Grace in a Bottle

It’s so quiet that I can hear myself think.

This is what hits me as I wake up early today. We are in Rockport, our happy place of rest and art; writing and thinking. Rockport allows me to pull away from the everyday stuff that distracts and rethink what is important. It is a place of quiet grace.

A bird choir lends their voices to the morning – a welcome and joyous sound.

A few years ago a team of researchers were tracking small warblers. They discovered that these tiny birds flew away from a severe storm system days before any meteorologist could predict the bad weather. I think about this as I listen to these morning sounds of pure grace; the grace of little creatures, uniquely designed and given what they need to survive the storms of life.

Uniquely designed and given what they need to survive the storms of life… much I can learn from these warblers.

Because I am the same – I just don’t feel it all the time.

I long to capture all of these morning sounds; capture the feelings of peace and rest and pull them out of a bottle whenever I need them. I know even as I wish this that it wouldn’t be the same as what I experience right now. You can’t capture this kind of rest and peace in a bottle.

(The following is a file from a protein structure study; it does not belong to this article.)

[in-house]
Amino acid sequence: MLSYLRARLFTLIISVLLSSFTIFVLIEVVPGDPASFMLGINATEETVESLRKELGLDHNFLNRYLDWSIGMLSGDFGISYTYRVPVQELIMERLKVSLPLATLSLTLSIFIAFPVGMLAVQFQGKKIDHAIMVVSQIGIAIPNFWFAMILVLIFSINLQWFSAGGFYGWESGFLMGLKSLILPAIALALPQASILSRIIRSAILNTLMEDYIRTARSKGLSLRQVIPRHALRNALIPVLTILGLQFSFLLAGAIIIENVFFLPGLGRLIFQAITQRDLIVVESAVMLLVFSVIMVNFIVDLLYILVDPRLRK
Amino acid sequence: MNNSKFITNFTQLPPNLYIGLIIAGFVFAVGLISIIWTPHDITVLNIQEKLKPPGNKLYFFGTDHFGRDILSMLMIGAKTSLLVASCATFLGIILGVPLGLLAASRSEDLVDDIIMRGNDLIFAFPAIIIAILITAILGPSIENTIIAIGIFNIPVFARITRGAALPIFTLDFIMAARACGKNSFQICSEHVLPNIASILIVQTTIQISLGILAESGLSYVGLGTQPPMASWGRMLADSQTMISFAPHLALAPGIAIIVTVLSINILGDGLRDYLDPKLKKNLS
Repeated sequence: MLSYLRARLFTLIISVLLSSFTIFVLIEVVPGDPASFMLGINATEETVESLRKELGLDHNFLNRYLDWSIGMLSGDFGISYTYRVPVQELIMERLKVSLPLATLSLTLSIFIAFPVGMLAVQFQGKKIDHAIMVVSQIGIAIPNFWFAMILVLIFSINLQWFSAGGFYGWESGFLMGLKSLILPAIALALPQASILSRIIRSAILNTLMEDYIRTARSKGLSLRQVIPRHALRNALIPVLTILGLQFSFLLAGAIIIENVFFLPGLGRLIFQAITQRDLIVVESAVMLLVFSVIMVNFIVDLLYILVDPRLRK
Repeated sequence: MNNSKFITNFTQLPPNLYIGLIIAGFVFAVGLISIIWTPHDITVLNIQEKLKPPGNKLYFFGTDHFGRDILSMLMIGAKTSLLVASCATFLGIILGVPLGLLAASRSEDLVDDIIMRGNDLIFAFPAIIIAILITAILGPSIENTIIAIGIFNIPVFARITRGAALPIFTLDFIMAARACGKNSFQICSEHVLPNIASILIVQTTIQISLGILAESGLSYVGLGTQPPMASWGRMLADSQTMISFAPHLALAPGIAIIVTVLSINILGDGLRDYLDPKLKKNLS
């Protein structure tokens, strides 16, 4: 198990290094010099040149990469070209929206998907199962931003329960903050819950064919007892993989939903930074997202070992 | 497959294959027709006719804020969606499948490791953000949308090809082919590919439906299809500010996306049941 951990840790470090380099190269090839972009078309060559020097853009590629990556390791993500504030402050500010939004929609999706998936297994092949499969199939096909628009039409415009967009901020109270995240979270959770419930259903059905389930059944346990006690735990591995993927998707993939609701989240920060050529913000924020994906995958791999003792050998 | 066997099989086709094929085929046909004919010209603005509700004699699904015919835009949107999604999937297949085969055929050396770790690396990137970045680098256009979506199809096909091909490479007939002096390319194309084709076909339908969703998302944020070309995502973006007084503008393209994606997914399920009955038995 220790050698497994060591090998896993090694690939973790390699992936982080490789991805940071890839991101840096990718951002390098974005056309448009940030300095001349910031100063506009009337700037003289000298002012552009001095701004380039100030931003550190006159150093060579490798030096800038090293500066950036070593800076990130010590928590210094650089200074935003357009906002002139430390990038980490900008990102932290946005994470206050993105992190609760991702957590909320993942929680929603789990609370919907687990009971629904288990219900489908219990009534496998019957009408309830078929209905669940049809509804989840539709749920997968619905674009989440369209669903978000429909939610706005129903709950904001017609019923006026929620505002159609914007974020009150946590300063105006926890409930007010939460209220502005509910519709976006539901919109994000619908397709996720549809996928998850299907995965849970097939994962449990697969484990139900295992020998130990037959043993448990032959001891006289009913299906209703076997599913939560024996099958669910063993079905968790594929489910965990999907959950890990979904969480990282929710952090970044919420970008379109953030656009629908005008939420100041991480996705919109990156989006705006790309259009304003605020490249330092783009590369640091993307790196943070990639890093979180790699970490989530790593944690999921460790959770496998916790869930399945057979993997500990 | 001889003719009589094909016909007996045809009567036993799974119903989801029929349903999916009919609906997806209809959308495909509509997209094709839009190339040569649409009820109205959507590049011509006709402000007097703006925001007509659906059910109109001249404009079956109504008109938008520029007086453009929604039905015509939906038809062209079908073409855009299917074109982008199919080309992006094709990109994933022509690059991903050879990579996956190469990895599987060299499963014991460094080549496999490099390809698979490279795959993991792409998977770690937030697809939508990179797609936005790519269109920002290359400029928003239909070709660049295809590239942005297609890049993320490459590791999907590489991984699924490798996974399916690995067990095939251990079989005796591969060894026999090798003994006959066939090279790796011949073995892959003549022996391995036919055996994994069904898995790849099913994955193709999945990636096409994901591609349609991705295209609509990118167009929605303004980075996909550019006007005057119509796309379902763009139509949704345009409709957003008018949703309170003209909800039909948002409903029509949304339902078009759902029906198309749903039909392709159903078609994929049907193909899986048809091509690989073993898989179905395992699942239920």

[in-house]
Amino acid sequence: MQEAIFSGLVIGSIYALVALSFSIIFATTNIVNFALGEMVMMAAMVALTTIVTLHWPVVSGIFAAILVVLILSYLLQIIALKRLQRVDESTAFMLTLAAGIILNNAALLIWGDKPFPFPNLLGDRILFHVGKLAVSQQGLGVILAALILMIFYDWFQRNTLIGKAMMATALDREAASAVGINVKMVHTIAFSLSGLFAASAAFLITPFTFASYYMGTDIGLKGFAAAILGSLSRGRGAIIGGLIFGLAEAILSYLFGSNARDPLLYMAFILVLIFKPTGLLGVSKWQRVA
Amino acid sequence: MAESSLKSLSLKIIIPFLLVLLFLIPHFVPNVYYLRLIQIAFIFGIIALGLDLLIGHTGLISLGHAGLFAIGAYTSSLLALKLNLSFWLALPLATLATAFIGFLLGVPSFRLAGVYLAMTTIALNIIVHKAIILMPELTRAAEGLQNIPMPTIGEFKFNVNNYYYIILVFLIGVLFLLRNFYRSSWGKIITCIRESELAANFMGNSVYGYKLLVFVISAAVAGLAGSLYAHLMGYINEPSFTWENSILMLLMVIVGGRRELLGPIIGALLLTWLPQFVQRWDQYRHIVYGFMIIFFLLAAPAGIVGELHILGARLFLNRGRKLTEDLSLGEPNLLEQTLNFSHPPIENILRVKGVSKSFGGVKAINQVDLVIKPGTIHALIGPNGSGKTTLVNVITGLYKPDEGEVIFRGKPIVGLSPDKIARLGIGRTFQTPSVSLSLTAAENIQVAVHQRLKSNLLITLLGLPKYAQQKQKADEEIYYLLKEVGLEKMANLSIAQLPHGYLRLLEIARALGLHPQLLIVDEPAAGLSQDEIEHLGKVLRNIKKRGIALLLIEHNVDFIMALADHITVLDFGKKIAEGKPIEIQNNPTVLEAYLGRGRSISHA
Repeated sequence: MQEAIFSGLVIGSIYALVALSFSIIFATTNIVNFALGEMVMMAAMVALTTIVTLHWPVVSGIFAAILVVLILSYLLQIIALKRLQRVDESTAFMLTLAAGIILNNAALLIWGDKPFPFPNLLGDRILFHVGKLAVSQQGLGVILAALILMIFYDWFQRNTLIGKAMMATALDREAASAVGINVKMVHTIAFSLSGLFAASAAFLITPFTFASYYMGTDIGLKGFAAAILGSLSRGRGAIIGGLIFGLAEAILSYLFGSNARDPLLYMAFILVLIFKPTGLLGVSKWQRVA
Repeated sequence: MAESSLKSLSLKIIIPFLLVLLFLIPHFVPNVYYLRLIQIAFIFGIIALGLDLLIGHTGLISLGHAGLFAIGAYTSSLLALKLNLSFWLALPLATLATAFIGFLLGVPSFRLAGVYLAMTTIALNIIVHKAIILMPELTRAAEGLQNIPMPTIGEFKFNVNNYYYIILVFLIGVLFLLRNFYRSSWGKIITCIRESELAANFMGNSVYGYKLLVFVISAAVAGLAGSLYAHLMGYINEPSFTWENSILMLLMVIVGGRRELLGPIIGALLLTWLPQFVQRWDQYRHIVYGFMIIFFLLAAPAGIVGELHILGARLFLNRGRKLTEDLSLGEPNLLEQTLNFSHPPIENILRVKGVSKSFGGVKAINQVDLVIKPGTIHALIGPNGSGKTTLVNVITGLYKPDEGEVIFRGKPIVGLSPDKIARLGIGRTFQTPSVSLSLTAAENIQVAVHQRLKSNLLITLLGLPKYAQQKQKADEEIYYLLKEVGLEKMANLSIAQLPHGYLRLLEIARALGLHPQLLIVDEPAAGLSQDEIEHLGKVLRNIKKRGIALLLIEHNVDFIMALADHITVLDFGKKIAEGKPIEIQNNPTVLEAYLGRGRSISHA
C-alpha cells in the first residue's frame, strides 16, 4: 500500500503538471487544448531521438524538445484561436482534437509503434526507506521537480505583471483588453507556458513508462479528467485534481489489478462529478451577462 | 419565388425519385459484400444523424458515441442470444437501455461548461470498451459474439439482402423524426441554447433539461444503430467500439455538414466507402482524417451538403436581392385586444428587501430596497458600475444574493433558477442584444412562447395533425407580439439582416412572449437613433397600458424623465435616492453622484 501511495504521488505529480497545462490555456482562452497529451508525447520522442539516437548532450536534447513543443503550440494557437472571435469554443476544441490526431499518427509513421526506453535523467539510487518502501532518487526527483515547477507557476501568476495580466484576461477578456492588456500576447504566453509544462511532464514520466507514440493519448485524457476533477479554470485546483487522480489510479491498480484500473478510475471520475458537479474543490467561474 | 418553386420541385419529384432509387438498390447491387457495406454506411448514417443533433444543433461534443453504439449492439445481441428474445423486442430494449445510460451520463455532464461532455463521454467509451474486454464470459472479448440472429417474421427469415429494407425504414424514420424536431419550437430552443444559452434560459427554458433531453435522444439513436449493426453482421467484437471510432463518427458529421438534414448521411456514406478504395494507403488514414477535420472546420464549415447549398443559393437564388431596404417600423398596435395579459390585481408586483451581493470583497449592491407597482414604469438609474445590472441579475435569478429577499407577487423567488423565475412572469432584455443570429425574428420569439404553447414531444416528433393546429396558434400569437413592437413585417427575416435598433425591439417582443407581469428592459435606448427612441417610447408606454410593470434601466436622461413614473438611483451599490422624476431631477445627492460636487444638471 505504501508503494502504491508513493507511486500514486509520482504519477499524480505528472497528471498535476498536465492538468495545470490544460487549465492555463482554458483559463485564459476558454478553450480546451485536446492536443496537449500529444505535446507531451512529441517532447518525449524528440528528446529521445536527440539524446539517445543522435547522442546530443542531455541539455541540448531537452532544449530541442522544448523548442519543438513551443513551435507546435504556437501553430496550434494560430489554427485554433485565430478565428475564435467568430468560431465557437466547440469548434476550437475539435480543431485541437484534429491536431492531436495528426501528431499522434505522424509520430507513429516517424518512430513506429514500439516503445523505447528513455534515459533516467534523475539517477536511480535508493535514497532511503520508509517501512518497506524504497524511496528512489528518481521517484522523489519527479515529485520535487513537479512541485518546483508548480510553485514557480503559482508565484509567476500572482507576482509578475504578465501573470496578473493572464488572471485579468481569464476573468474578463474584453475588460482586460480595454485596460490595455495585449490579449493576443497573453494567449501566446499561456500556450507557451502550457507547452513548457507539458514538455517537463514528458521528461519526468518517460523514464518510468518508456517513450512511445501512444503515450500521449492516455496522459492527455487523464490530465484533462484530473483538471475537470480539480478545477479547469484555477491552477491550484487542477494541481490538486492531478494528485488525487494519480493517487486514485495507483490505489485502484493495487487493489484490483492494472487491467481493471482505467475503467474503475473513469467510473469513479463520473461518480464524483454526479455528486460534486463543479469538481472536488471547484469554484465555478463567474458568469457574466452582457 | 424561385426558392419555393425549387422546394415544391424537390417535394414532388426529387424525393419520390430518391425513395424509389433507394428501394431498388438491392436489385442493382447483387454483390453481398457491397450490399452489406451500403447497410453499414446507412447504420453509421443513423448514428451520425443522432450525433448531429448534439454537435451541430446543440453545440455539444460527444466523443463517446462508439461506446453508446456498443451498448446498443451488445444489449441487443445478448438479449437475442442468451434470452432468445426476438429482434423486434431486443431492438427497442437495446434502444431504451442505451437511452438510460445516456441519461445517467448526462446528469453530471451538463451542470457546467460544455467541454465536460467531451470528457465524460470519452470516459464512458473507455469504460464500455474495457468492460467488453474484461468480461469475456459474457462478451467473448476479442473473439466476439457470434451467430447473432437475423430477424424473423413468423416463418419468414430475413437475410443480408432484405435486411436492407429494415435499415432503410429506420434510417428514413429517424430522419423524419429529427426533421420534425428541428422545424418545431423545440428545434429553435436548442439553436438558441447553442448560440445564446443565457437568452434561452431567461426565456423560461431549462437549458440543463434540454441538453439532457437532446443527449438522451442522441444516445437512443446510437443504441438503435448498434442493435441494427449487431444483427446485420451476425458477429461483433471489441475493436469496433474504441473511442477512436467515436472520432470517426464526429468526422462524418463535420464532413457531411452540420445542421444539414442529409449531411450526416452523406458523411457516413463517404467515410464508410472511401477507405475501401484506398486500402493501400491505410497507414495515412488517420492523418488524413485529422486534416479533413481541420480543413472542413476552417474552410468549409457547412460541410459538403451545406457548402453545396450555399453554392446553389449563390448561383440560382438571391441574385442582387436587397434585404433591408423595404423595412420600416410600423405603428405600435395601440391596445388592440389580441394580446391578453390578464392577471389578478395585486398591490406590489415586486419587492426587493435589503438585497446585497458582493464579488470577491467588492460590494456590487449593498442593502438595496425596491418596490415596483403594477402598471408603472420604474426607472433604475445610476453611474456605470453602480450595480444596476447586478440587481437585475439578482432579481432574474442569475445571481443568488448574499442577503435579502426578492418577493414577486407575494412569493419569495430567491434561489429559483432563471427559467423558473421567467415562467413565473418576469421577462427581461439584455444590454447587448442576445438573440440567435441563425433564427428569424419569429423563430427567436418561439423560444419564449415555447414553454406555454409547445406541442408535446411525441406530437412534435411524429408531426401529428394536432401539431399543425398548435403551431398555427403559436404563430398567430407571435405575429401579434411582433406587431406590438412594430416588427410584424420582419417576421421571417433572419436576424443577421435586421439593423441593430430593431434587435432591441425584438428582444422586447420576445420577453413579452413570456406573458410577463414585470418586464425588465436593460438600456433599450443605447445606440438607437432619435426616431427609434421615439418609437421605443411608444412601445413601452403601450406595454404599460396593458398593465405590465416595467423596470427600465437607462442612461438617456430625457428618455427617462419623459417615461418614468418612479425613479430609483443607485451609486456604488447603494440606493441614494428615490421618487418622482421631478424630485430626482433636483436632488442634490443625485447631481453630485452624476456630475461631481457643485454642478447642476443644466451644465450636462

Neither can you put grace in a bottle. Instead, it is a constant, steady stream that is so much a part of daily life that it’s like oxygen in air all around us.

Warblers continue singing outside, unphased by worry, transition, or where their next meal will come from.

I rest in their song of grace.

After centuries of handling and mishandling, most religious words have become so shopworn nobody’s much interested anymore. Not so with grace, for some reason. Mysteriously, even derivatives like gracious and graceful still have some of the bloom left. Grace is something you can never get but can only be given. There’s no way to earn it or deserve it or bring it about any more than you can deserve the taste of raspberries and cream or earn good looks or bring about your own birth. – Frederick Buechner

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